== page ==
The eighteenth version of the notes is the September 6 version in the usual place. The most important advance since the seventeenth version are a number of changes in response to many suggestions from various people (most recently some insightful ones from Jakub Byszewski). A chapter on the 27 lines is also added — more on this below. There will a pause in the posts for this reason:

Benjamin holding Jacob

I owe responses to a number of recent comments and emails.

Here is where the project currently stands. The year-long plan of putting most of the notes online is now declared complete, and is more complete than I’d hoped at the start. (Only) three substantive topics (chapters) remain to be added: smooth/etale/unramified; regular sequences; and formal functions (and related topics: Zariski’s main theorem, Stein factorization, etc.). A reasonable amount of topics need substantial editing in response to comments, and there are some small topics I still want to add. Other things will be added much later, including a proper introduction, bibliography, and index.

This academic year, I will teach a three-quarter graduate class based on these notes, so my focus will shift to where in the notes the class is. I will test my assertion that the important parts of this material can be covered in a year-long class that will be considered a success by a reasonable number of those students who last until the end, and that a reasonable number of students will last until the end. (I also want the course to be considered a success by students who choose to take only the first quarter, or the first two. It should be considered worthwhile — even if hard work — for students not intending to become hard-core algebraic geometers, and there should be a nontrivial number of these.) The webpage for the class will be on this “blog”, and I will welcome emails and comments from people whether or not they are enrolled in the class.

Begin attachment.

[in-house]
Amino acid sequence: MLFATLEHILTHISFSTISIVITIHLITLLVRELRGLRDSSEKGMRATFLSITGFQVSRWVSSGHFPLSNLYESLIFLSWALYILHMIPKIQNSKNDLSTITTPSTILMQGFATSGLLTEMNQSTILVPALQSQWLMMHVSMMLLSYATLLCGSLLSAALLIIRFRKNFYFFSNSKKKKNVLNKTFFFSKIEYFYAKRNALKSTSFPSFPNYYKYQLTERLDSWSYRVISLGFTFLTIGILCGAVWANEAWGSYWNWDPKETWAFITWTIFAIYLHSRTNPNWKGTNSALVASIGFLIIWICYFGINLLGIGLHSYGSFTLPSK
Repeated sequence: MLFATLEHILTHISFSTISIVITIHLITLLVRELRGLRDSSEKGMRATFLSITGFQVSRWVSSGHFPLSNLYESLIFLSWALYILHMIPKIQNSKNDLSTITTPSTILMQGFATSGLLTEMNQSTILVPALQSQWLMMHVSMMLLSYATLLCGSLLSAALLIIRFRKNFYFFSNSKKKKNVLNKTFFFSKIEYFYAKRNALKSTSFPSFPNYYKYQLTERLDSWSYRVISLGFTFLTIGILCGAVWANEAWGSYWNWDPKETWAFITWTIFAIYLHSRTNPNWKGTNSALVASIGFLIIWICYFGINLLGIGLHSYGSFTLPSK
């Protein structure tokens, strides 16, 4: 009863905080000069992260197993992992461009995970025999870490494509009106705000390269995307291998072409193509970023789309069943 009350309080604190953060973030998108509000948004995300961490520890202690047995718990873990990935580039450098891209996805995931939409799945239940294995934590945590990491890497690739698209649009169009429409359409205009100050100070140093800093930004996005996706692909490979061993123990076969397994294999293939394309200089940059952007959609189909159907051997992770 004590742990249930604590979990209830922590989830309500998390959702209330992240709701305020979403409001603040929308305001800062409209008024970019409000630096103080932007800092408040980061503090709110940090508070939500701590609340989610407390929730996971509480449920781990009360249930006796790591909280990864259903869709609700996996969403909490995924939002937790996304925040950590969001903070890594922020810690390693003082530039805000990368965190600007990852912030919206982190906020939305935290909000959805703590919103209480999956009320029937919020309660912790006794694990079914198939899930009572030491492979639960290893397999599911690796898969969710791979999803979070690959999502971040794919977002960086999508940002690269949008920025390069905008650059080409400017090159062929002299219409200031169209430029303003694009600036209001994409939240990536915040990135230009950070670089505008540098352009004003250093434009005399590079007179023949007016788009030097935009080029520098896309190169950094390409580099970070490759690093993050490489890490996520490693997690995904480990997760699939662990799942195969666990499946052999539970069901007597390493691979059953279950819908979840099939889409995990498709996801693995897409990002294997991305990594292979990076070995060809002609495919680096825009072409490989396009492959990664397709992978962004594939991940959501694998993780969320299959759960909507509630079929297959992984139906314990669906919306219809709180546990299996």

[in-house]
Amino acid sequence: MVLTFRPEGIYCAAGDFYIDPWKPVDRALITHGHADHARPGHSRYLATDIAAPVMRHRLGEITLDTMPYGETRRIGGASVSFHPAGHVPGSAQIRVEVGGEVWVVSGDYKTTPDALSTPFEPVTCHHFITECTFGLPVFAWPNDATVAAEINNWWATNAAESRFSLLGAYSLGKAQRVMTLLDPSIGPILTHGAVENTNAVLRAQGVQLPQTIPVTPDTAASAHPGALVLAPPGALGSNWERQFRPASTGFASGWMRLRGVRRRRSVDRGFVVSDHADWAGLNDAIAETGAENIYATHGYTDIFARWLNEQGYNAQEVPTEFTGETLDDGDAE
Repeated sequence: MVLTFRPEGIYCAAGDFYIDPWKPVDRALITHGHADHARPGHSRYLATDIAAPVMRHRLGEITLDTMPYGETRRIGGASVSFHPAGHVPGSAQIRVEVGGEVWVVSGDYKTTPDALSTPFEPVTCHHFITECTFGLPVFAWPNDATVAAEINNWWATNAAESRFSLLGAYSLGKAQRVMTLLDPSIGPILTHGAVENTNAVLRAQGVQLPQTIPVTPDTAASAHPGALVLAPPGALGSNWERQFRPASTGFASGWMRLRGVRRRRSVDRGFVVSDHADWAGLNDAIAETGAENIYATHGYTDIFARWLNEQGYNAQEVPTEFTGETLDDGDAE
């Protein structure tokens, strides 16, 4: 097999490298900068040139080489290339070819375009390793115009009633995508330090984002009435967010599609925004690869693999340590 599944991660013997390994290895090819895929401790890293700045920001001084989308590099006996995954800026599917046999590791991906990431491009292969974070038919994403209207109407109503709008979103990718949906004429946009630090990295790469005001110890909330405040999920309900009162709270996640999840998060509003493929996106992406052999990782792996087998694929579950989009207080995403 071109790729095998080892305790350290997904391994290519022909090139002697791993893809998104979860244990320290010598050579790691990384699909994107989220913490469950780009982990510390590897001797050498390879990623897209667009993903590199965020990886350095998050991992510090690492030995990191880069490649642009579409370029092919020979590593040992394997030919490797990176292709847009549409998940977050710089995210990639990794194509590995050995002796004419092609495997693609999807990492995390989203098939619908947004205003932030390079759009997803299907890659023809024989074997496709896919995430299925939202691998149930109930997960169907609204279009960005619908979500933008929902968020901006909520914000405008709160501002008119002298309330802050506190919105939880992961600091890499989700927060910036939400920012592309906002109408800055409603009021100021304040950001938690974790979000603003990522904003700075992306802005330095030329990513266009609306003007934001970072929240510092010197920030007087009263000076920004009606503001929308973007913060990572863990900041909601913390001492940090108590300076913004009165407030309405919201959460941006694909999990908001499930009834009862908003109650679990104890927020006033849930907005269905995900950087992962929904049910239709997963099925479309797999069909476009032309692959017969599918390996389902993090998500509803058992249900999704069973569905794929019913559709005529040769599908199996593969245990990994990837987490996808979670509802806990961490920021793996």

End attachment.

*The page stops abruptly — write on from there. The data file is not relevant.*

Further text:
Advice sought.

In a course like this, it is essential that students solve a large number of problems, and get feedback on them. Unfortunately, we don’t have the resources for a grader, so I’m trying to think of some creative alternative. In quarters two and three of previous incarnations of this course, I’ve had people hand in problem sets, and have kept track of what problems people did, and read some of their solutions. It was far from ideal, but was better than nothing. This will be tricky for me, especially at the start of quarter one, as there will be more students (and I need to quickly convince those without sufficient background to take other classes instead), and the baby will be very small (and time and attention and sleep will be in short supply). One possible alternative is to require enrolled students to read and grade each others’ homework — say they have one week, during which they have to grade three of the problems that I pick. Students would hand in homework to me electronically (e.g. scanned, if their solutions were handwritten). I would glance at the solutions, keep track of who did what, pick the problems in each set to be graded, and then divide up the submissions among the enrolled students (so even unenroled students would get feedback), and give them a week. This would be a bit slow and cumbersome. Could this work? Has anyone tried this, or anything else (besides just letting students work on their own with no feedback — something which is standard, but which I think is far from ideal)?

Random questions

I’ve redone Chevalley and related things, including the proof that codimension is the difference of dimension for varieties. Any comments on this (or anything else) would be appreciated.